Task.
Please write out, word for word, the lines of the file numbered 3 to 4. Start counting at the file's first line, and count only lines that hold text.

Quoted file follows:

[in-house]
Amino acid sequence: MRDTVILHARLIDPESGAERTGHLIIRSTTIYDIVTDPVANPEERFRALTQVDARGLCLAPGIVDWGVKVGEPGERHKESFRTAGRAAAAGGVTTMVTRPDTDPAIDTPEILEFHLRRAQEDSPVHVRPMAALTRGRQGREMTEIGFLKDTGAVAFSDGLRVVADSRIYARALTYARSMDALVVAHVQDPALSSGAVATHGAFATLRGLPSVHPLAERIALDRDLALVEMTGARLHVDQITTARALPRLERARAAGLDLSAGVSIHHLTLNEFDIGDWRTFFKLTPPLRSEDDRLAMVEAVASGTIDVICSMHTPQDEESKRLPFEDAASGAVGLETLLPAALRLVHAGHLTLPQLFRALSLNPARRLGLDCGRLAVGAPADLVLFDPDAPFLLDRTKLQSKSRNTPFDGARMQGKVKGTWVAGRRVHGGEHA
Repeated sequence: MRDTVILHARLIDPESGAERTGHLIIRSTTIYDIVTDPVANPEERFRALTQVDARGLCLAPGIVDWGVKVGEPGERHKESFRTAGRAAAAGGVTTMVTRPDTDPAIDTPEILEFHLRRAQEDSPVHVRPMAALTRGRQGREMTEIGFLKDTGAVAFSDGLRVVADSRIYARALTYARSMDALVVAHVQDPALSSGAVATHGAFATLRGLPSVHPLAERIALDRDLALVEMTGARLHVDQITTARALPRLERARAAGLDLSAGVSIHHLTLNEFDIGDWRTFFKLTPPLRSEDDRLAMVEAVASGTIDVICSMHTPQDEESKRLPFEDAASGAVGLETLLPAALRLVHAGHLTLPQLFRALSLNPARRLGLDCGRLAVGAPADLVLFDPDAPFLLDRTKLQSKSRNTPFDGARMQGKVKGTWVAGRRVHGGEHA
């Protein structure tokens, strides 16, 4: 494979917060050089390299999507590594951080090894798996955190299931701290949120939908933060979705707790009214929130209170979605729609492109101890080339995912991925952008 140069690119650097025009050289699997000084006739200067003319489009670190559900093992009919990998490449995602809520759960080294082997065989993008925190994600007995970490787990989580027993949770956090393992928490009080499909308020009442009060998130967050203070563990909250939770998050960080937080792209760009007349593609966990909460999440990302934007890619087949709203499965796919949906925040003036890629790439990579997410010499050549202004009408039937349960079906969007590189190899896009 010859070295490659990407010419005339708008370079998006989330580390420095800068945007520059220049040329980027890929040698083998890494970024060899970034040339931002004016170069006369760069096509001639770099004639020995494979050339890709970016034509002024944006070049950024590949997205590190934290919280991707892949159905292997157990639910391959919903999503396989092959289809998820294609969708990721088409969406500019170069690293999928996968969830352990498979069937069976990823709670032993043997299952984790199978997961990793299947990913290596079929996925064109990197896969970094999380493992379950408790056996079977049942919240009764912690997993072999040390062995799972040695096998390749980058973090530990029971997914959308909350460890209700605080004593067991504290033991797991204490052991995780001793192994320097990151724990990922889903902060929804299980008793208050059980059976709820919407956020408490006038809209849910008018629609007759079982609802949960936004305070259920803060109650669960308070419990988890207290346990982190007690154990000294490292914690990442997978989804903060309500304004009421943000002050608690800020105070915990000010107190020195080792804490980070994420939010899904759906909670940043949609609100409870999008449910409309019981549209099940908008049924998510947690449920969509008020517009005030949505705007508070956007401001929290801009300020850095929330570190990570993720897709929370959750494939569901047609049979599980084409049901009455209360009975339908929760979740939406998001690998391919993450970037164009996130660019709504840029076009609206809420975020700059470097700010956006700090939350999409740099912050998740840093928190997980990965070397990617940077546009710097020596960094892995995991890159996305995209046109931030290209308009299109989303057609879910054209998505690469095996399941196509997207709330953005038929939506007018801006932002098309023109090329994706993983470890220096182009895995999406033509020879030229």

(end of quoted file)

Repeated sequence: MRDTVILHARLIDPESGAERTGHLIIRSTTIYDIVTDPVANPEERFRALTQVDARGLCLAPGIVDWGVKVGEPGERHKESFRTAGRAAAAGGVTTMVTRPDTDPAIDTPEILEFHLRRAQEDSPVHVRPMAALTRGRQGREMTEIGFLKDTGAVAFSDGLRVVADSRIYARALTYARSMDALVVAHVQDPALSSGAVATHGAFATLRGLPSVHPLAERIALDRDLALVEMTGARLHVDQITTARALPRLERARAAGLDLSAGVSIHHLTLNEFDIGDWRTFFKLTPPLRSEDDRLAMVEAVASGTIDVICSMHTPQDEESKRLPFEDAASGAVGLETLLPAALRLVHAGHLTLPQLFRALSLNPARRLGLDCGRLAVGAPADLVLFDPDAPFLLDRTKLQSKSRNTPFDGARMQGKVKGTWVAGRRVHGGEHA
């Protein structure tokens, strides 16, 4: 494979917060050089390299999507590594951080090894798996955190299931701290949120939908933060979705707790009214929130209170979605729609492109101890080339995912991925952008 140069690119650097025009050289699997000084006739200067003319489009670190559900093992009919990998490449995602809520759960080294082997065989993008925190994600007995970490787990989580027993949770956090393992928490009080499909308020009442009060998130967050203070563990909250939770998050960080937080792209760009007349593609966990909460999440990302934007890619087949709203499965796919949906925040003036890629790439990579997410010499050549202004009408039937349960079906969007590189190899896009 010859070295490659990407010419005339708008370079998006989330580390420095800068945007520059220049040329980027890929040698083998890494970024060899970034040339931002004016170069006369760069096509001639770099004639020995494979050339890709970016034509002024944006070049950024590949997205590190934290919280991707892949159905292997157990639910391959919903999503396989092959289809998820294609969708990721088409969406500019170069690293999928996968969830352990498979069937069976990823709670032993043997299952984790199978997961990793299947990913290596079929996925064109990197896969970094999380493992379950408790056996079977049942919240009764912690997993072999040390062995799972040695096998390749980058973090530990029971997914959308909350460890209700605080004593067991504290033991797991204490052991995780001793192994320097990151724990990922889903902060929804299980008793208050059980059976709820919407956020408490006038809209849910008018629609007759079982609802949960936004305070259920803060109650669960308070419990988890207290346990982190007690154990000294490292914690990442997978989804903060309500304004009421943000002050608690800020105070915990000010107190020195080792804490980070994420939010899904759906909670940043949609609100409870999008449910409309019981549209099940908008049924998510947690449920969509008020517009005030949505705007508070956007401001929290801009300020850095929330570190990570993720897709929370959750494939569901047609049979599980084409049901009455209360009975339908929760979740939406998001690998391919993450970037164009996130660019709504840029076009609206809420975020700059470097700010956006700090939350999409740099912050998740840093928190997980990965070397990617940077546009710097020596960094892995995991890159996305995209046109931030290209308009299109989303057609879910054209998505690469095996399941196509997207709330953005038929939506007018801006932002098309023109090329994706993983470890220096182009895995999406033509020879030229």